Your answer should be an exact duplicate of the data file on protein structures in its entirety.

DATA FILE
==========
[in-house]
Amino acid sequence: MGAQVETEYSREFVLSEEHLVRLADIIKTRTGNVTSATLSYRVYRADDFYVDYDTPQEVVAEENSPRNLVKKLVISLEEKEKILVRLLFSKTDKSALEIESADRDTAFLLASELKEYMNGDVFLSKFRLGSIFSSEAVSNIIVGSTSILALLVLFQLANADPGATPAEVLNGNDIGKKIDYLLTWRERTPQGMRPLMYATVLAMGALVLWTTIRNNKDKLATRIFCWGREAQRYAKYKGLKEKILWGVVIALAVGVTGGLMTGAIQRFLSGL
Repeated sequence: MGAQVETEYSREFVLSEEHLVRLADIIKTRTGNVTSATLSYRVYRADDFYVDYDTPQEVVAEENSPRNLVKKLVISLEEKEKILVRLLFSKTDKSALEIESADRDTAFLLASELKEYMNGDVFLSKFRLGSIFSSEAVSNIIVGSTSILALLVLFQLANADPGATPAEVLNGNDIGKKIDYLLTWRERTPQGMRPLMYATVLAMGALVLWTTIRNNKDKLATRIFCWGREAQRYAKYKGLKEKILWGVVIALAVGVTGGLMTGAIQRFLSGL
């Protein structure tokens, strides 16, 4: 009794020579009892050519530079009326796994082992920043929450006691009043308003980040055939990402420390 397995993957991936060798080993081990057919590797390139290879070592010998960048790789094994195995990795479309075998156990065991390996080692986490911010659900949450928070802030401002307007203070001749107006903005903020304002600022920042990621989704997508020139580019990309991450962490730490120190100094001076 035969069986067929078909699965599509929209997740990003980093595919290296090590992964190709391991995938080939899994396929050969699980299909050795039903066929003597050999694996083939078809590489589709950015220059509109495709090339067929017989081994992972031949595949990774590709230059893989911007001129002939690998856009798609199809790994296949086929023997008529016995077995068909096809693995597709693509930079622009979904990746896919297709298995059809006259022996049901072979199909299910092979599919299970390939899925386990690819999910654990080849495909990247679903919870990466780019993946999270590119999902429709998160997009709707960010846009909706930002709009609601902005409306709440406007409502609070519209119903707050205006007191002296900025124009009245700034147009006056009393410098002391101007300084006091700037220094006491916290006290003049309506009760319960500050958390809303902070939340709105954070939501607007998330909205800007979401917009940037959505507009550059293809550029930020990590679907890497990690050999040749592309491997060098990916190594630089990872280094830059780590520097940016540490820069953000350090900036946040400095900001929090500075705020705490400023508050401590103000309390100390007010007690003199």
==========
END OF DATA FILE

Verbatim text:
[in-house]
Amino acid sequence: MGAQVETEYSREFVLSEEHLVRLADIIKTRTGNVTSATLSYRVYRADDFYVDYDTPQEVVAEENSPRNLVKKLVISLEEKEKILVRLLFSKTDKSALEIESADRDTAFLLASELKEYMNGDVFLSKFRLGSIFSSEAVSNIIVGSTSILALLVLFQLANADPGATPAEVLNGNDIGKKIDYLLTWRERTPQGMRPLMYATVLAMGALVLWTTIRNNKDKLATRIFCWGREAQRYAKYKGLKEKILWGVVIALAVGVTGGLMTGAIQRFLSGL
Repeated sequence: MGAQVETEYSREFVLSEEHLVRLADIIKTRTGNVTSATLSYRVYRADDFYVDYDTPQEVVAEENSPRNLVKKLVISLEEKEKILVRLLFSKTDKSALEIESADRDTAFLLASELKEYMNGDVFLSKFRLGSIFSSEAVSNIIVGSTSILALLVLFQLANADPGATPAEVLNGNDIGKKIDYLLTWRERTPQGMRPLMYATVLAMGALVLWTTIRNNKDKLATRIFCWGREAQRYAKYKGLKEKILWGVVIALAVGVTGGLMTGAIQRFLSGL
């Protein structure tokens, strides 16, 4: 009794020579009892050519530079009326796994082992920043929450006691009043308003980040055939990402420390 397995993957991936060798080993081990057919590797390139290879070592010998960048790789094994195995990795479309075998156990065991390996080692986490911010659900949450928070802030401002307007203070001749107006903005903020304002600022920042990621989704997508020139580019990309991450962490730490120190100094001076 035969069986067929078909699965599509929209997740990003980093595919290296090590992964190709391991995938080939899994396929050969699980299909050795039903066929003597050999694996083939078809590489589709950015220059509109495709090339067929017989081994992972031949595949990774590709230059893989911007001129002939690998856009798609199809790994296949086929023997008529016995077995068909096809693995597709693509930079622009979904990746896919297709298995059809006259022996049901072979199909299910092979599919299970390939899925386990690819999910654990080849495909990247679903919870990466780019993946999270590119999902429709998160997009709707960010846009909706930002709009609601902005409306709440406007409502609070519209119903707050205006007191002296900025124009009245700034147009006056009393410098002391101007300084006091700037220094006491916290006290003049309506009760319960500050958390809303902070939340709105954070939501607007998330909205800007979401917009940037959505507009550059293809550029930020990590679907890497990690050999040749592309491997060098990916190594630089990872280094830059780590520097940016540490820069953000350090900036946040400095900001929090500075705020705490400023508050401590103000309390100390007010007690003199």